Hooked on Needles

Tuesday, September 23, 2008

Stitch Chart for Crochet -- Another Handy Helper

Continuing the Crochet theme, below you will see a handy reference chart which should help you in working the different crochet stitches properly. When I haven't crocheted in a while, sometimes I forget how many stitches to add to the beginning chain for the stitch I want to use, or how many chains to work before turning, or if I am supposed to start the next row in the first or second stitch. If you are making up a design as you go along instead of working from a pattern which would give you this information, sometimes it's hard to remember the details of each stitch. So here is all that information and more in a handy reference chart.




















































































#
times to wrap yarn
YO,
pull thru # loops, # of times


Chain plus #


Insert hook in # chain from hook


Chain # to turn


Insert hook in this stitch to start new row

Use turning chain as stitch?

Single02, 1x12nd11stno
Half Double13, 1x23rd21stno
Double12, 2x34th32ndyes
Triple22, 3x45th42ndyes
DoubleTriple32, 4x56th52ndyes
Triple Triple42, 5x67th62ndyes

The first column -- # times to wrap yarn -- tells the number of times to wrap the yarn around the hook when beginning the stitch and before putting the hook into the stitch or chain below.

The second column -- YO, pull thru # loops # times -- refers to the number of times you need to Yarn Over and pull the yarn through the number of loops to form the stitch. This is after you initially Yarn Over and pull the yarn through the stitch or chain below.

The third column -- chain plus # -- gives you the number of chain stitches you have to add to the beginning chain in order to work that particular stitch. For example, if you want to work a piece in double crochet that will be 30 stitches wide, you would chain 30 then add 3 more chains before turning and working the first row of double crochet stitches.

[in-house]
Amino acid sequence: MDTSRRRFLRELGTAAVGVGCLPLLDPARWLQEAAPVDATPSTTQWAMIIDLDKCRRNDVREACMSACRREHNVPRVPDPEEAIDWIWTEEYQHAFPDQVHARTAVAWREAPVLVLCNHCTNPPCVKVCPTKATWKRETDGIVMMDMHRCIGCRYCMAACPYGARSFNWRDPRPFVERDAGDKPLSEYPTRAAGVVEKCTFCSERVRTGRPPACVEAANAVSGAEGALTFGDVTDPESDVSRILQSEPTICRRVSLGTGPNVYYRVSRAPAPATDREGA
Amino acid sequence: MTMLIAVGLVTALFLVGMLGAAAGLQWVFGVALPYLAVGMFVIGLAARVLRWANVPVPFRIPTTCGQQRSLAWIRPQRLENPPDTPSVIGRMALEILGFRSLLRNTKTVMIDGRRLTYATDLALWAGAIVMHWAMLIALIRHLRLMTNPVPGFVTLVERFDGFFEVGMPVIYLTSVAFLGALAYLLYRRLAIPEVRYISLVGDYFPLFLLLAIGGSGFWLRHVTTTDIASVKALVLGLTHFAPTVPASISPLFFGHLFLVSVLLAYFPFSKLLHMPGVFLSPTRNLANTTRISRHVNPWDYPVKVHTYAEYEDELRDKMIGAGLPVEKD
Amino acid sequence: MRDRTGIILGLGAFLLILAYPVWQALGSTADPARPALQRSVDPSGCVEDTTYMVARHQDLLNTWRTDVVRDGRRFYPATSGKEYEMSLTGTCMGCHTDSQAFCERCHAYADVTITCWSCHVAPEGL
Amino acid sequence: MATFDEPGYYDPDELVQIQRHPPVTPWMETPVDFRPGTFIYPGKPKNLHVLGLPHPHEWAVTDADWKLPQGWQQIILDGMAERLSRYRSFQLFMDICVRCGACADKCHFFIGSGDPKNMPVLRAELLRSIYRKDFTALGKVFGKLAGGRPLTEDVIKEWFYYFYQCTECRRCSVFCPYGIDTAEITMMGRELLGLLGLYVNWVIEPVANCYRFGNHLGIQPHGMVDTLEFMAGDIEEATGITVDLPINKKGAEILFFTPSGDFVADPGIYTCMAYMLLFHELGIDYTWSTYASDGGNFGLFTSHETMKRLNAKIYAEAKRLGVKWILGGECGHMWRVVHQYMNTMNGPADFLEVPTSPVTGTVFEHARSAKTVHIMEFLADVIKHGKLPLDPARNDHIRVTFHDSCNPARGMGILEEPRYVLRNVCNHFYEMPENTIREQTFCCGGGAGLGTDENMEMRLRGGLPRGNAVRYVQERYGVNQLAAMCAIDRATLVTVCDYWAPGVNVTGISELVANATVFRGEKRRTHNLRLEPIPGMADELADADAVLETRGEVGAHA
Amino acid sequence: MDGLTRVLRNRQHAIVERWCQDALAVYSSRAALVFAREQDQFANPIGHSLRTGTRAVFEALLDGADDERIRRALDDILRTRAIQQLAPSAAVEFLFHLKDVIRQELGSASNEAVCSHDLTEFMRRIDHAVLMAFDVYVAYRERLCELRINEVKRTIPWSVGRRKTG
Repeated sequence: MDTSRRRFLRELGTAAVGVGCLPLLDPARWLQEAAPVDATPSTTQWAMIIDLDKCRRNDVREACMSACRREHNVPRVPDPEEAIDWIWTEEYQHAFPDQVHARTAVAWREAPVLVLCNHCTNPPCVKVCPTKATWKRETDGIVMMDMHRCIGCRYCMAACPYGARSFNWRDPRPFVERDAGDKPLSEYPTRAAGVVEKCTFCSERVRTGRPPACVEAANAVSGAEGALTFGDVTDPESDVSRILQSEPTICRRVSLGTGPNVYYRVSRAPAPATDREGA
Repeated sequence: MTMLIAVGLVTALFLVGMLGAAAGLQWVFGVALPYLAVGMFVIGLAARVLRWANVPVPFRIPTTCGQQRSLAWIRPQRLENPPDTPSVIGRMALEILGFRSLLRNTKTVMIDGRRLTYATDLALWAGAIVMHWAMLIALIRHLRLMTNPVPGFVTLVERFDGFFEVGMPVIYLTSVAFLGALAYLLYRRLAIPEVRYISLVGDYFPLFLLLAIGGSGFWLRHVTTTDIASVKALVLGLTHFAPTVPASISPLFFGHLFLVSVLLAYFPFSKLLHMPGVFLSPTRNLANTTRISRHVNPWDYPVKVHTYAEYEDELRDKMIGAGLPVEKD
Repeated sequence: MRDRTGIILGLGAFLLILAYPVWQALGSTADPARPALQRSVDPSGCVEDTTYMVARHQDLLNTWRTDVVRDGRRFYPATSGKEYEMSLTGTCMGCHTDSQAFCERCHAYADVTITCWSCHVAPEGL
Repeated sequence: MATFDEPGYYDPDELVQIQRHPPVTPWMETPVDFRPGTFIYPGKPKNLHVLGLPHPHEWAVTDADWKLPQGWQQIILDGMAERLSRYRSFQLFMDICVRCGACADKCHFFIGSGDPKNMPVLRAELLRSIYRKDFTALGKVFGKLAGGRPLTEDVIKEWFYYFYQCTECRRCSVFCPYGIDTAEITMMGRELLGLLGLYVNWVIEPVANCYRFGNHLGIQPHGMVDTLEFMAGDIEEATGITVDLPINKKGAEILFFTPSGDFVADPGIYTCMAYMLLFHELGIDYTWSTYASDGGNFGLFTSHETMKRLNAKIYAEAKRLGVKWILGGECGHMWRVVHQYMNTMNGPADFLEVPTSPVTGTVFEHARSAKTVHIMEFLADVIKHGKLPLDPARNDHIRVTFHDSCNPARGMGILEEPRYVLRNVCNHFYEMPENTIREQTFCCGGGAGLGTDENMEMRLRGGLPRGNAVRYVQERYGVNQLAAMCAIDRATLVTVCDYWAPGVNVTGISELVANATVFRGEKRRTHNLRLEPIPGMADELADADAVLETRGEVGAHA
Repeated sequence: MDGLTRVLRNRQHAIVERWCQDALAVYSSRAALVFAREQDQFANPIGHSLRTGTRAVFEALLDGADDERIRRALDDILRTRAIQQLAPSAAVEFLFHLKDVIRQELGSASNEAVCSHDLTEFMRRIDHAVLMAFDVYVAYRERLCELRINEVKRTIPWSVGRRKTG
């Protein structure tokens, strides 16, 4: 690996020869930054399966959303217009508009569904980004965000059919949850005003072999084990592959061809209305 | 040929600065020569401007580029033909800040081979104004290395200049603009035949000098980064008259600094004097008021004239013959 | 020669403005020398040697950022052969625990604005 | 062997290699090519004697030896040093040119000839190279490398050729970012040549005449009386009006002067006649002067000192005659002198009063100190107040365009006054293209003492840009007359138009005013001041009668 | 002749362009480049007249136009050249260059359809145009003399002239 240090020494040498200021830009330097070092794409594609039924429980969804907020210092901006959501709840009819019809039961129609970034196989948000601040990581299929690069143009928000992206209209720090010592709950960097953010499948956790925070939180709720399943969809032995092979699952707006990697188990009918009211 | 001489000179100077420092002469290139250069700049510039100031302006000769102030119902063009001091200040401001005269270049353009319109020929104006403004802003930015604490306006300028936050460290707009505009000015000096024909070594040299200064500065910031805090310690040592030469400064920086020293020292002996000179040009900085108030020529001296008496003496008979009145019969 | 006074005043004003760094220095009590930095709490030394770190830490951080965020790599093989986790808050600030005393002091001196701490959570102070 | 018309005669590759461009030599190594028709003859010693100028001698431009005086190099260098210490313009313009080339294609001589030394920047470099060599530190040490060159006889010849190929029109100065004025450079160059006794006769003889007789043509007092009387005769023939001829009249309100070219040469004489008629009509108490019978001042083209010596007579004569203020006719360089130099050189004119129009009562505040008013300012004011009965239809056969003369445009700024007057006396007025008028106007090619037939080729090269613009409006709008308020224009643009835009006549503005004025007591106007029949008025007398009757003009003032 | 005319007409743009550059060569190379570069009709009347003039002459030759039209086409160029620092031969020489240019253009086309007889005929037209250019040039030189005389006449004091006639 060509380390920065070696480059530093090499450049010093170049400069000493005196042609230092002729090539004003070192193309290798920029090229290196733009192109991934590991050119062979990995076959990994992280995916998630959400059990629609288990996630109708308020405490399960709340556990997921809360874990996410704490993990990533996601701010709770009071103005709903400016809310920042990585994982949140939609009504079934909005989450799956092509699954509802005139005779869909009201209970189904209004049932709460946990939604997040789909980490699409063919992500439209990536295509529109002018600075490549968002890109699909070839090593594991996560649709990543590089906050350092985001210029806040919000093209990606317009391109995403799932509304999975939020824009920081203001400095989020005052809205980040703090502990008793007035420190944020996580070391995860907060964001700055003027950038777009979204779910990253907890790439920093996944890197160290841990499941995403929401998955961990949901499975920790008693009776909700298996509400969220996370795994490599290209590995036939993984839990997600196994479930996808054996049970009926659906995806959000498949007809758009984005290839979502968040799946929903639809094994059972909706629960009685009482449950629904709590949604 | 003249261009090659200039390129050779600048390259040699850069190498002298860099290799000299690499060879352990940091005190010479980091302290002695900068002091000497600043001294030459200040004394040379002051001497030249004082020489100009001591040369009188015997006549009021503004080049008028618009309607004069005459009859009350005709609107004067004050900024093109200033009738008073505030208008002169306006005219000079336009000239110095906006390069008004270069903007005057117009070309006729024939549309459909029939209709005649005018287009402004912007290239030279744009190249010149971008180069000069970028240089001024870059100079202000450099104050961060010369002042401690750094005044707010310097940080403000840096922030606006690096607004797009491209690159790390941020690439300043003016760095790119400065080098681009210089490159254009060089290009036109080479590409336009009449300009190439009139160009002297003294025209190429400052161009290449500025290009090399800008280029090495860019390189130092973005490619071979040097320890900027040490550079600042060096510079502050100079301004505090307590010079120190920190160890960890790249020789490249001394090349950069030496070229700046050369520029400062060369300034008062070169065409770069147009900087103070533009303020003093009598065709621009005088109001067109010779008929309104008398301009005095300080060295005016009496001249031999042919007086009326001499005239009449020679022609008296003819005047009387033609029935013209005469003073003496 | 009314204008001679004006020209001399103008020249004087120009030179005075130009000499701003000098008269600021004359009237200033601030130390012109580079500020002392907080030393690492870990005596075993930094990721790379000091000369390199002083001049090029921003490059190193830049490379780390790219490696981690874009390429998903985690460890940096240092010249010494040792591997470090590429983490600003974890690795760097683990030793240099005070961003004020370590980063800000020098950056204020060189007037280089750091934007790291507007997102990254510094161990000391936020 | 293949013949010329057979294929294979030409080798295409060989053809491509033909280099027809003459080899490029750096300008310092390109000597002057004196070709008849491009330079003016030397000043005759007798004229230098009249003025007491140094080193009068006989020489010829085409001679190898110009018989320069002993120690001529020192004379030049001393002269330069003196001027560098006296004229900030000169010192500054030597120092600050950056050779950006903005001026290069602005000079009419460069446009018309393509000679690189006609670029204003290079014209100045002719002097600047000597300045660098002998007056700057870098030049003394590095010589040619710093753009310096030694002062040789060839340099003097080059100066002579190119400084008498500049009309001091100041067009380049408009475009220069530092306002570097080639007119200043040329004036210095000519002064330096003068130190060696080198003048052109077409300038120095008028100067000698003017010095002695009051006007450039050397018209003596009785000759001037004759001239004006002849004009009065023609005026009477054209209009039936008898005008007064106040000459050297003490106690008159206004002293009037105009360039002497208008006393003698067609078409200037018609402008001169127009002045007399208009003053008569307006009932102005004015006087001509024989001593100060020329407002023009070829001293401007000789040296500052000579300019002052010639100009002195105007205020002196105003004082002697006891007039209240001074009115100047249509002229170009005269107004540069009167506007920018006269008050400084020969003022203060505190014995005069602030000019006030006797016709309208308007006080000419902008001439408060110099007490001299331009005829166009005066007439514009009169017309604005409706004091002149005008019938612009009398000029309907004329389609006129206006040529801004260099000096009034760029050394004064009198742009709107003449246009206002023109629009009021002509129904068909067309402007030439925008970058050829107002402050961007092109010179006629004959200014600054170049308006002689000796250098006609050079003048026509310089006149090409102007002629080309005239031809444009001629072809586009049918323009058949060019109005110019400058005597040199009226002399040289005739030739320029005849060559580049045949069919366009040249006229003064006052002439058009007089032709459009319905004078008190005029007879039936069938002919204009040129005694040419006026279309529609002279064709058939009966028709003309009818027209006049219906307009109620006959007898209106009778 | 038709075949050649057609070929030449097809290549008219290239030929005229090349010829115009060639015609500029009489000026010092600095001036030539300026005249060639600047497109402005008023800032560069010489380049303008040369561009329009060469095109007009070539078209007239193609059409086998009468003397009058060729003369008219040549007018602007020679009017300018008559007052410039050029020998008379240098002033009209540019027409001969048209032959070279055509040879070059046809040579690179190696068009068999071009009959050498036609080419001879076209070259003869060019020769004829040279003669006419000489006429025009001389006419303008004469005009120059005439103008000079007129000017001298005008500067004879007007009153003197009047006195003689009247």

The fourth column -- insert hook in # chain from hook -- refers to which chain stitch you insert your hook into after working the beginning chain and turning to begin the first row of stitches. In the example above, you would insert your hook in the 4th chain from your hook.

The fifth column -- chain # to turn -- gives you the number of chain stitches to work at the end of a row before you turn to begin the next row of the particular stitch. For example, if you are going to work triple crochet for your next row, you would chain 4 before turning.

The sixth column -- insert hook in this stitch to start new row -- tells you which stitch to put your hook into when you start a new row of the particular stitch. For example, if you are working a row of half double crochet stitches, you would first chain 2 to turn then insert your hook in the 1st stitch to begin the next row.

The last column -- use turning chain as stitch? -- tells you whether or not the turning chain will be considered a stitch. If you notice that for both single crochet and half double crochet stitches, the first stitch in a row is worked into the first stitch of the row below and the turning chain is not counted as a stitch, but in all others the first stitch is worked in the second stitch of the row below and the turning chain is counted as a stitch. This keeps the stitch count consistent throughout your work. This is the rule, but some patterns will indicate not to use the turning chain as a stitch in which case you simply follow the directions as given for the pattern.

I hope you will find this chart helpful when working your crochet projects. You might want to bookmark this page so you can find it quickly.

Happy Stitching!



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1 Comments:

  • Wow, this is a great thing to have! You hit on exactly what I needed to know. Thanks Mary Grace. I saved it to Word so I can bring it up again, but I also printed it for my crochet bag. I'm so excited to start work on my blanket again!

    By Anonymous Jane, At September 24, 2008 at 6:44 PM  

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